Handicapped Parking Guidelines:

Our customers know how important it is to provide handicap access, but often parking lots seem to have too many, or even worse, too few stalls for the handicapped.   What’s the right number?   It’s actually a formula based on the number of stalls in your parking lot.   This chart from the Americans with Disabilities Act of 1990 makes it easy to know how best to support those with special parking needs by designating the required number of stalls for those who are handicapped. As of 2010, the standards are as follows:

Total Number of Parking Spaces Provided in (Column A) Mininum Number of Van-Accessible Parking Spaces
Parking Facility   (1 of six
(per facility) Minimum Number of accessible spaces)
  Accessible Parking Spaces  
  (car and van)  
1 to 25 1 1
26 to 50 2 1
51 to 75 3 1
76 to 100 4 1
101 to 150 5 1
151 to 200 6 1
201 to 300 7 2
301 to 400 8 2
401 to 500 9 2
500 to 1000 2% of total parking 1/6 of Column A*
provided in each
lot or structure
1001 and over 20 plus 1 1/6 of Column A*
for each 100 over 1000
*one out of every 6 accessible spaces



For obvious reasons, valet-only locations are exempt from these guidelines, and required only to provide a passenger loading zone. Other exceptions include outpatient medical units (where 10% of the total spaces are to be handicap accessible), and buildings or offices that provide services to the mobility impaired are required to reserve 20% of the total spaces for accessibility.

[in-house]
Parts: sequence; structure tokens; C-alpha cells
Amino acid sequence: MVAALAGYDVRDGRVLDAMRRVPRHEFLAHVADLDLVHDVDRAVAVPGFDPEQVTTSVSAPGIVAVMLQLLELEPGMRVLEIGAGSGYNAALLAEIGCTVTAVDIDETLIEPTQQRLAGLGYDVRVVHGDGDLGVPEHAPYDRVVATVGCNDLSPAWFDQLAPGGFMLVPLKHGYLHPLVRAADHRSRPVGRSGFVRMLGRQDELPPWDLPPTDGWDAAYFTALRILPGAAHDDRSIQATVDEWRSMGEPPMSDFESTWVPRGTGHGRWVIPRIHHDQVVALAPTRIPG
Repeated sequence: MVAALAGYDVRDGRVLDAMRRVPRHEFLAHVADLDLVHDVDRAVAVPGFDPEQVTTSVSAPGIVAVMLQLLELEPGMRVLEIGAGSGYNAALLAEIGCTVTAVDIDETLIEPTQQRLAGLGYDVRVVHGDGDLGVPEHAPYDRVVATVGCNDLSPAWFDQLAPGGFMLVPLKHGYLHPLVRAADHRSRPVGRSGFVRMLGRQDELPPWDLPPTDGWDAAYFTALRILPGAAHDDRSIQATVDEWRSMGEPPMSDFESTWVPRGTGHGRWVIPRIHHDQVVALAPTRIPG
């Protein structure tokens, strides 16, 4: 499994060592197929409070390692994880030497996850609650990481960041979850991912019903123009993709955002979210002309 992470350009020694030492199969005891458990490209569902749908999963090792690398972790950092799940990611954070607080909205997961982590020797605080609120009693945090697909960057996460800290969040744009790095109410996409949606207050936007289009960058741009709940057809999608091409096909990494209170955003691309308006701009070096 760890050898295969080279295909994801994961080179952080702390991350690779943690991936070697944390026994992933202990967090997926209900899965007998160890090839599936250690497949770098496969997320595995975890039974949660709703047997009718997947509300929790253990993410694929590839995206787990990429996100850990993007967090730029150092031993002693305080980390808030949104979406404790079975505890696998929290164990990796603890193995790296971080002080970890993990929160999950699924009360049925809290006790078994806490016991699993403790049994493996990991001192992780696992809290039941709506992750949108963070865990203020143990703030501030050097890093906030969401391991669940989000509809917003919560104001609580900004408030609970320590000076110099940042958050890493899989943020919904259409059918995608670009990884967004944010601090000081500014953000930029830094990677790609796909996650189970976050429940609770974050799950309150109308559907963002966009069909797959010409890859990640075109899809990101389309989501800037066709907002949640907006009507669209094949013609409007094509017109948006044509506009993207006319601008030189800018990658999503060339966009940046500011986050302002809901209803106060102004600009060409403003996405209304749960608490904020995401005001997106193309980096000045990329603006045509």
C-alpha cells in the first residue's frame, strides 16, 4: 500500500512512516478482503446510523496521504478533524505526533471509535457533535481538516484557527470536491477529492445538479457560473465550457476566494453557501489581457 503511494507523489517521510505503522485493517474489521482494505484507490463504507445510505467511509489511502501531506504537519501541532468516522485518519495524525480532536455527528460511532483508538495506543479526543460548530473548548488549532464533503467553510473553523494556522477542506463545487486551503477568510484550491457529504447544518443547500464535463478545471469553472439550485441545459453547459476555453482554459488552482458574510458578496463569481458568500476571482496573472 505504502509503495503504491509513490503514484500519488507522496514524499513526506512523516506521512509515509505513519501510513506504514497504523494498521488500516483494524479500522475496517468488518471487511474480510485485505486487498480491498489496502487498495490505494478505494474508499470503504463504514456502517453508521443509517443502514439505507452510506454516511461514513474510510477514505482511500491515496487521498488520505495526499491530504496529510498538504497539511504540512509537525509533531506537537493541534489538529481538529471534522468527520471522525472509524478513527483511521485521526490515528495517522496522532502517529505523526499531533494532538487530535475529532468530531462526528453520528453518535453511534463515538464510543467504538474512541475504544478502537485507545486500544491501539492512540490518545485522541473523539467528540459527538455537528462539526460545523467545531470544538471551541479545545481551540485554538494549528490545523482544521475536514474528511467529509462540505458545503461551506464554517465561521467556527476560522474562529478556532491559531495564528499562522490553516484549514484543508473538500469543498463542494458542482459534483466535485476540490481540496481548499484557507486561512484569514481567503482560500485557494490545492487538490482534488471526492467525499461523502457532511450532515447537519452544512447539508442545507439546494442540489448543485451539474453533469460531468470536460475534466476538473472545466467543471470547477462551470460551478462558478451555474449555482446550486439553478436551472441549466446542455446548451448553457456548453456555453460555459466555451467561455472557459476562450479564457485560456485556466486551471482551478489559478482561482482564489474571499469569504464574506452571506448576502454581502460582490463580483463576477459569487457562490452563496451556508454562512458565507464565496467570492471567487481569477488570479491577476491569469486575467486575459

Additionally, these stalls should have the shortest accessible route to the entrance(s) of the building. Buildings with multiple entrances should have accessible stalls near every entrance. Here’s a few more guidelines:

  1. Signs must be mounted on the ground in front of these spaces,
  2. Signs must be high enough so they can be seen while vehicles are parked in the spaces.
  3. Handicapped Accessible parking spaces should be at least 96 inches wide and have a 60-inch-wide, 20-foot-long access aisle adjacent to the space. (Wide enough for a wheelchair to enter or exit a vehicle)
  4. Two spaces may share the same aisle.
  5. Stalls are to be marked with the international symbol of accessibility.
  6. If the accessible route is in front of one of these parking spaces, wheelstops should be installed to keep vehicles from reducing the width below 36 inches.
  7. Van-accessible spaces should be at least 132 inches wide, unless the adjacent aisle is 96 inches wide to accommodate a wheelchair lift. To complete the package, the mounted sign should designate the space as “van-accessible” and a minimum height clearance of 98 inches must be provided at the parking space, access aisle, and along the route to and from that space.

If you have any questions on your lot, it’s accessibility or whether it complies with the most recent ADA standards, our professionals can help.  If you’re creating a new lot, these numbers are critical to few extra steps in the initial phases of planning can make a huge difference for inclusivity and meeting the needs of your entire client base.

This article was adapted from the web and personalized for Macadam Company, Inc.  Sources include http://www.ada.gov/restriping_parking/restriping2015.html